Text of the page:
Posted January 24, 2020
"In my Father's house are many mansions: if it were not so, I would have told you. I go to prepare a place for you. And if I go and prepare a place for you, I will come again and receive you unto myself; that where I am there ye may be also." John 14:2, 3
Saying good-bye is always hard.
That's especially true for those who love each other.
It's part of dying, it's separation.
The bleakness of such a moment is felt when you leave loved ones behind and move away. A congregation and minister encounter that pain when it's time for farewell. Parents stand helplessly silent as their son boards the plane for battle. The tension is most acute at the bedside of our dying loved ones.
It's hard to say goodbye. We desire the presence of the person whom we love. We're afraid that we may never see them on earth again.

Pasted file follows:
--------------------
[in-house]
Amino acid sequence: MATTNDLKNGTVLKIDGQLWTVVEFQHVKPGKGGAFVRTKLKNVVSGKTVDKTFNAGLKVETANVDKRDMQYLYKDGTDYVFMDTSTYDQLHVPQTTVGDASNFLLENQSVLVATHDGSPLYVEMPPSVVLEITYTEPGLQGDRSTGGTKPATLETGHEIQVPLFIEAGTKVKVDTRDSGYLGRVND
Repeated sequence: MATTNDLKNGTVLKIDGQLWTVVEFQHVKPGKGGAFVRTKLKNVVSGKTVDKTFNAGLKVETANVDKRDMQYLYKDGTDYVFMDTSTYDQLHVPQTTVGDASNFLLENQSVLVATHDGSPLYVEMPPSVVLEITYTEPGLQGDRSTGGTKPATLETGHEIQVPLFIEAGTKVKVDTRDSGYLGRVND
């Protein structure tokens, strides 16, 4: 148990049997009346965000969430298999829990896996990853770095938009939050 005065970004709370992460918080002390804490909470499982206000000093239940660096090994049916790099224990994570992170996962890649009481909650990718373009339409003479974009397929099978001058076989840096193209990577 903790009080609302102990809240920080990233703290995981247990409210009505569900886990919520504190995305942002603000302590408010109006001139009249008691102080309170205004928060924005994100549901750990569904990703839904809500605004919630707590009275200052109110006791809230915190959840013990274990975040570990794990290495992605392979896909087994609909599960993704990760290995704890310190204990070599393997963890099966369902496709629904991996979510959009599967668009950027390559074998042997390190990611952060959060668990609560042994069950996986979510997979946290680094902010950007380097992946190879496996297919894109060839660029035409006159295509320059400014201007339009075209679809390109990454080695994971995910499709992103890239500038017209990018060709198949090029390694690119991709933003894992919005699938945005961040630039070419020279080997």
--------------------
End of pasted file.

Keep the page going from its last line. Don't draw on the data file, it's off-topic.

Our text could be called a lover's farewell.
Jesus was saying goodbye to his bride. That little band of eleven represented his church. Since he knew the pains of farewell, Jesus also knew that only one promise would console her, "I go…I will come again." To make certain that she understood, he sent angels at the triumphant moment of his ascension to re-affirm his promise, "This same Jesus, which is taken up from you into heaven, shall so come in like manner as ye have seen him go into heaven."
The Bridegroom was saying goodbye to his bride.
He was about to leave her to get everything ready for the wedding.
The epistle to the Ephesians sets forth the grand theme of the church's unity in Christ. Being one of Paul's writings during his confinement in Rome, it reflects the maturity and spiritual insight of one whom the Holy Spirit had prepared for such a task.